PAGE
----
Big Brother in our health and fitness apps

This week, the Privacy Rights Clearinghouse, a California nonprofit dedicated to empowering individuals to protect their privacy, issued a study on mobile health and fitness apps based on a technical risk assessment they performed to determine what data the apps collected, stored, and transmitted. After studying 43 popular apps (both free and paid) from a consumer and technical perspective, the group found "considerable privacy risks for users" and that the privacy policies for those apps that have policies do not describe those risks.

Not surprisingly, the apps which presented the lowest privacy risk to users were paid apps due to the fact that they don't rely solely on advertising to make money, which means the data is less likely to be available to other parties. Of the free mobile apps the consumer group reviewed, less than half (43 percent) provided a link to a website privacy policy and of the sites that did in fact post a privacy policy only about half were accurate in describing the app's technical processes. 

The problem, according to the report, is that "most consumers lack the tools and knowledge to analyze data flows and security, so they have no way of knowing what is happening behind the scenes." And, "even if privacy and security practices are accurately detailed in a privacy policy, the average user has no way to decipher them," the report concluded.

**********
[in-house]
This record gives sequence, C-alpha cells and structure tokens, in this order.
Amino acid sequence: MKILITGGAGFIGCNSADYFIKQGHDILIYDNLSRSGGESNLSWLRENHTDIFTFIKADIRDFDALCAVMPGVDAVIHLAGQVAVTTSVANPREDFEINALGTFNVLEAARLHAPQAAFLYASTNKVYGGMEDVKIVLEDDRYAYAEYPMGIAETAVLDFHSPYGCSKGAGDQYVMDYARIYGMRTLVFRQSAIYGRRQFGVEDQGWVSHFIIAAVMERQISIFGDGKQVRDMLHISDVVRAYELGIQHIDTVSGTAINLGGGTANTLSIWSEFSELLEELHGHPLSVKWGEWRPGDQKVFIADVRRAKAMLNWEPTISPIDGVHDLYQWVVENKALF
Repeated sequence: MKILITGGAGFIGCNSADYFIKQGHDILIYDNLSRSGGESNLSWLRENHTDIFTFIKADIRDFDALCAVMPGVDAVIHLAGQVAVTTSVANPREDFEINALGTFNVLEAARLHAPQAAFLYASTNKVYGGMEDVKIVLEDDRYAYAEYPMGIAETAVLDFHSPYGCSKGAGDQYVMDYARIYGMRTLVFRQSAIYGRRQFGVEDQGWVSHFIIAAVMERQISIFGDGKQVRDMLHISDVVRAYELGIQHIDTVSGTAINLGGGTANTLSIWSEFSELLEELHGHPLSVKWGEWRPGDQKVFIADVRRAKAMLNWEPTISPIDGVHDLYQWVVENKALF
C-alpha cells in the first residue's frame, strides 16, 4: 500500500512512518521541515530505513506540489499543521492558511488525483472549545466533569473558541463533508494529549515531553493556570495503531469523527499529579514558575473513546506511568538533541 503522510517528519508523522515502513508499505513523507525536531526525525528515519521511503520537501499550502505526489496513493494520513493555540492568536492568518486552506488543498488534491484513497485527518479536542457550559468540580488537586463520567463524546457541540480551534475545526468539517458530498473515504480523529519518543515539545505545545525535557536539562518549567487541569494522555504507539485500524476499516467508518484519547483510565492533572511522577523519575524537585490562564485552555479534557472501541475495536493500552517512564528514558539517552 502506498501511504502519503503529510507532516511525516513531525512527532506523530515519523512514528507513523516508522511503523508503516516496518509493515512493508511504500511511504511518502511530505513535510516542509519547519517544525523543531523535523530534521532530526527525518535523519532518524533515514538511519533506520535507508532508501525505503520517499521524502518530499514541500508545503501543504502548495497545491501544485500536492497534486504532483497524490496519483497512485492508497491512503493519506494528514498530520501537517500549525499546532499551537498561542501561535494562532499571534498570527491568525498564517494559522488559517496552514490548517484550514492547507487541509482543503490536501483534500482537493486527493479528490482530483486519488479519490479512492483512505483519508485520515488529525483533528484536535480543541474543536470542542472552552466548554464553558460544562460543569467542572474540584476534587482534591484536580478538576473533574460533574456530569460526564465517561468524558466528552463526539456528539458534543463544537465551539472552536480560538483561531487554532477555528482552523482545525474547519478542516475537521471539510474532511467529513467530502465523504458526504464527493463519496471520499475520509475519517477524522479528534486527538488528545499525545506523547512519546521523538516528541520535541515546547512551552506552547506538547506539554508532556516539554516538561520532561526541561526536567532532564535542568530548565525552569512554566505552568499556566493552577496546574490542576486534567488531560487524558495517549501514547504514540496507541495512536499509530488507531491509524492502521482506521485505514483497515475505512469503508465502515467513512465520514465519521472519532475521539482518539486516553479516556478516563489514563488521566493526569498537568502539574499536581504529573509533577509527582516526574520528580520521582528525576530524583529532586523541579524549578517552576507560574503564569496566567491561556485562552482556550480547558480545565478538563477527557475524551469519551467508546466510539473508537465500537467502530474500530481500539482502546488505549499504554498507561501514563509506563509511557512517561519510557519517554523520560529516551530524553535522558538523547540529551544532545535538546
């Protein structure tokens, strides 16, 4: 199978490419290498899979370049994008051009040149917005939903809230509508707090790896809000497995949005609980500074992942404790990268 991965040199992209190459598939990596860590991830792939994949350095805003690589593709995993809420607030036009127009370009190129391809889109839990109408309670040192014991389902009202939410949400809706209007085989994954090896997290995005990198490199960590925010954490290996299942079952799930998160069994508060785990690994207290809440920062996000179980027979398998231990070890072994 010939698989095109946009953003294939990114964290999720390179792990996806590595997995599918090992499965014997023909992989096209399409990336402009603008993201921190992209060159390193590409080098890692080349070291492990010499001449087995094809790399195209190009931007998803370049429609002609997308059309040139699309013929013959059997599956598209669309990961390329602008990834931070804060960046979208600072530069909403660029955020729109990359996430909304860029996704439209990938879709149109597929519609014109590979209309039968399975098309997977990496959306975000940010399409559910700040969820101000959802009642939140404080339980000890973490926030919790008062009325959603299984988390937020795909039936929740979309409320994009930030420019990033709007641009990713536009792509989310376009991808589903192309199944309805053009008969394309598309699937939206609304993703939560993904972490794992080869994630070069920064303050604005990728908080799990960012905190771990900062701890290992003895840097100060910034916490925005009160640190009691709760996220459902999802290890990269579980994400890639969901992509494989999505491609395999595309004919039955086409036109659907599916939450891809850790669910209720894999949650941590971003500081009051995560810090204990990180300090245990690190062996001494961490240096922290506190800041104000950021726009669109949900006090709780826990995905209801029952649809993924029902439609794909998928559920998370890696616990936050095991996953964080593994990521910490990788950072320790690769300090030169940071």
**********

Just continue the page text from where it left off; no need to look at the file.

Among the Privacy Rights Clearinghouse's other findings:

  • Many apps send data in the clear--unencrypted--without user knowledge
  • Many apps connect to several third-party sites without user knowledge
  • 72 percent of the apps had medium (32 percent) to high (40 percent) risk regarding personal privacy

As the report points out, the danger that health and fitness apps pose is that they "appeal to a wide range of consumers because they can be beneficial, convenient, and are often free to use." However, as the group warns consumers should not assume any of their data is private in the mobile app environment--even health data that they consider sensitive. 

Is any of this really shocking? Last month, rogue Booz Allen Hamilton employee Edward Snowden exposed a massive effort by the National Security Agency to track cell phone calls and monitor the e-mail and Internet traffic of virtually all Americans. And, it was also revealed that the NSA and the FBI are siphoning personal data from the main computer servers of nine major U.S. Internet firms. 

Unless you go completely "off the grid" and eliminate all forms of electronic communication, it's a safe bet that someone is looking at your data. As the Privacy Rights Clearinghouse advises users of mobile health and fitness apps: assume any information you provide to an app may be distributed to the developer, third-party sites the developer uses for functionality, and unidentified third-party marketers and advertisers. Welcome to our brave new world. - Greg (@Slabodkin